I Was Wrong


Those of you that have followed this website for a while will know that I have been off the radar for quite some time. So before going into what I was wrong about, an explanation seems to be in place.

A lot has happened over the past two years or so: I moved from Europe to South America (where I ended up both penniless and jobless before climbing my way out of that rut), I developed an intimate, personal relationship with my Savior Jesus Christ, I met the love of my life and married her 11 months later, and we ended up moving back to the place I thought I had left for good. In the midst of all this writing articles has, shall we say, not been my priority.

In my first article since a long time, however, I want to do something unusual and rebuke my own article. Specifically this relates to a position I took publicly on this very site about four years ago, and it was something I firmly believed in. But hey, sometimes one comes to new insights and, as they say, if you never changed your mind, you never learned a thing! So here we go.

stockvault-white-house139532In this article in the run-up to the U.S. presidential elections of 2012, I made the emphatic case (or so I thought) that Gary Johnson should be the next president of the United States. I was wrong.

The reason I now feel slightly embarrassed for having written that piece, is not because of Johnson’s infamous “Aleppo moment”, or the other gaffe about which foreign leader he looks up to. Far be it from me to let those incidents, or even his running mate Bill Weld sticking up for Hillary Clinton, surprise or disappoint me anymore! (Although admittedly that last one was particularly appalling). The problem with not just this libertarian ticket but the general idea of “voting yourself free” goes much deeper than that.

As unimaginative as I find my viewpoint looking back on it four years later, the subject of my writing was and is even more unimaginative – and indeed utterly uninspiring and downright boring. Now I realize the odds of my ranting ever reaching his desk or that of anyone close to him are infinitesimal, but I feel compelled to take this stance nonetheless. Not only because my argumentation had as many holes as Swiss cheese, but also because I am frankly disgusted with the “libertarian” standpoints the Libertarian Party takes and the terrible job it does of representing the best ideas mankind has ever known. While I am not personally involved with the U.S. Libertarian Party in any way, shape, or form, as a freedom advocate I am disgusted with the way the principles and values I hold near and dear to my heart with are being bent and twisted everywhere Gary Johnson shows his face.

For starters, what kind of a signal does the slogan “fiscally conservative and socially liberal”, send? That is like saying, “Well, you know, both the Republicans and the Democrats have some really great ideas, and if you don’t know which to choose, you can always vote Libertarian!”. People like Johnson can certainly debate how and to what extent the government should rob people of the fruits of their labor through taxation, but let’s not get extreme and entertain the thought that stealing people’s belongings is the definition of theft and therefore immoral in the first place!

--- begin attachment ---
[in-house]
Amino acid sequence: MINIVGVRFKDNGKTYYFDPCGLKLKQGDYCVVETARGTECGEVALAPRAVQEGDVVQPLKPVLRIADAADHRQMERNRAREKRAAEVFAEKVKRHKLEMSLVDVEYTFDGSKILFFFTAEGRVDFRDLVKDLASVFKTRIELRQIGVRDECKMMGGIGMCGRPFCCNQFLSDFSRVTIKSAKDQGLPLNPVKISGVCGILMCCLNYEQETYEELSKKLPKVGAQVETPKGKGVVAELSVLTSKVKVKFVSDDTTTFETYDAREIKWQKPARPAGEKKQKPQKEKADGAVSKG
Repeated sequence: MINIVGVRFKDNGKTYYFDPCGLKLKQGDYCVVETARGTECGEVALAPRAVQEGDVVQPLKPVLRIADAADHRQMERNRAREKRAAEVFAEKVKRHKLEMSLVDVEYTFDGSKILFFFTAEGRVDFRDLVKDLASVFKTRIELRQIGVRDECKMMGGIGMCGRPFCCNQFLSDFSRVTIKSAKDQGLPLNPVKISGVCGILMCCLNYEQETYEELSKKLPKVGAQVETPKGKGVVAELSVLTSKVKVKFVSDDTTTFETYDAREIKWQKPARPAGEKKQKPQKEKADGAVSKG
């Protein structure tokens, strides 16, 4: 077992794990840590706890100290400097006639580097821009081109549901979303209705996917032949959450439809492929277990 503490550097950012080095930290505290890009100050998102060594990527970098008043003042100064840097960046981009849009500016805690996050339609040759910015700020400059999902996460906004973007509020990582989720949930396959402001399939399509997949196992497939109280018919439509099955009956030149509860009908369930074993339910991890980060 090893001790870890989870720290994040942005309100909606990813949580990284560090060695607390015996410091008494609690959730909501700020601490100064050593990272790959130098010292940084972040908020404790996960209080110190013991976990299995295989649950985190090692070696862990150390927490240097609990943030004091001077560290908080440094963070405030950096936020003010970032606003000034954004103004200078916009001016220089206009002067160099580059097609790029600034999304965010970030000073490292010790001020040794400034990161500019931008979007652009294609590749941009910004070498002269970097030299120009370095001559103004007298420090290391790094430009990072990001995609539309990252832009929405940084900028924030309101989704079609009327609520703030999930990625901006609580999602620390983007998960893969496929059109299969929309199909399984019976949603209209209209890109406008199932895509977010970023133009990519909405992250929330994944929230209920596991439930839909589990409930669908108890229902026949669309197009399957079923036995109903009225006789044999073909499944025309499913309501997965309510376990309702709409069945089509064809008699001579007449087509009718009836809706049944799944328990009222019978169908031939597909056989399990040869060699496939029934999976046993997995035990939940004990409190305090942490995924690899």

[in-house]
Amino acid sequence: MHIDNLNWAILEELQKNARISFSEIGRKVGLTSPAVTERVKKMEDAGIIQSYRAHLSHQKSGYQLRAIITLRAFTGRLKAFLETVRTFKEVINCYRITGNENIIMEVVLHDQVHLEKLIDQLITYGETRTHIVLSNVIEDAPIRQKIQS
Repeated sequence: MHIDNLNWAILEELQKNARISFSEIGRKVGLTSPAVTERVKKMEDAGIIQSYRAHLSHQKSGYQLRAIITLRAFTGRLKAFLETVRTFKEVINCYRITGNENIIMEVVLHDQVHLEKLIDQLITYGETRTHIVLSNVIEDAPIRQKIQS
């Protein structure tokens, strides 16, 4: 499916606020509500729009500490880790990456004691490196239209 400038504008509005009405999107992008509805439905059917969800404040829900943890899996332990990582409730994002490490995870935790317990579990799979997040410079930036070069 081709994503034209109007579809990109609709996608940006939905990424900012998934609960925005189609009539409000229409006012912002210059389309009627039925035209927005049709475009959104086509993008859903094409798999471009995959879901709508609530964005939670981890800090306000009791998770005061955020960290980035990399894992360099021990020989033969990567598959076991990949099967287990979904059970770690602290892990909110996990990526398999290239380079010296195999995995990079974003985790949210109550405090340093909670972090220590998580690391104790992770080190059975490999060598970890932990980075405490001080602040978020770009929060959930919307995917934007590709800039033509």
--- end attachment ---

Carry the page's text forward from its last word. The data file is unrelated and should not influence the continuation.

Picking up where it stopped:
In my 2012 article I also write that the Libertarian candidate “wants to audit and reform the Federal Reserve”. Yawn. Why not take (economic) freedom right to its logical and rightful conclusion and take a stance against legal tender laws and central banks’ monopoly on the issuance of money? Why can’t the two parties in a transaction decide for themselves what monetary instrument they want to use to compensate one another?

I then state that Johnson “wants to legalize, tax and regulate marijuana” before claiming that he “believes in civil liberties”. Yet one who truly believes in civil liberties would not dare argue in favor of the government’s authority to tell us when, how, and where to consume a plant – let alone try to make a buck off of our voluntary choices while at the same time attempting to manipulate those choices by way of taxation.

In response to the above, some will tell me I am just a hopeless ideologue and that my utopian vision of a libertarian paradise is just as unlikely to come about by not voting than by voting. However my advocacy is only partially concerned with voting, whereas sticking to the libertarian principles of non-aggression and self-ownership is absolutely non-negotiable, period. By now it has become more than obvious that Gary Johnson is not a good example of a principled libertarian, and as such I take offense at his claiming to be so. In that respect the above only scratches the surface, but then again he is just another politician that we should not waste much time or effort thinking or talking about.

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Gary Johnson for President 2012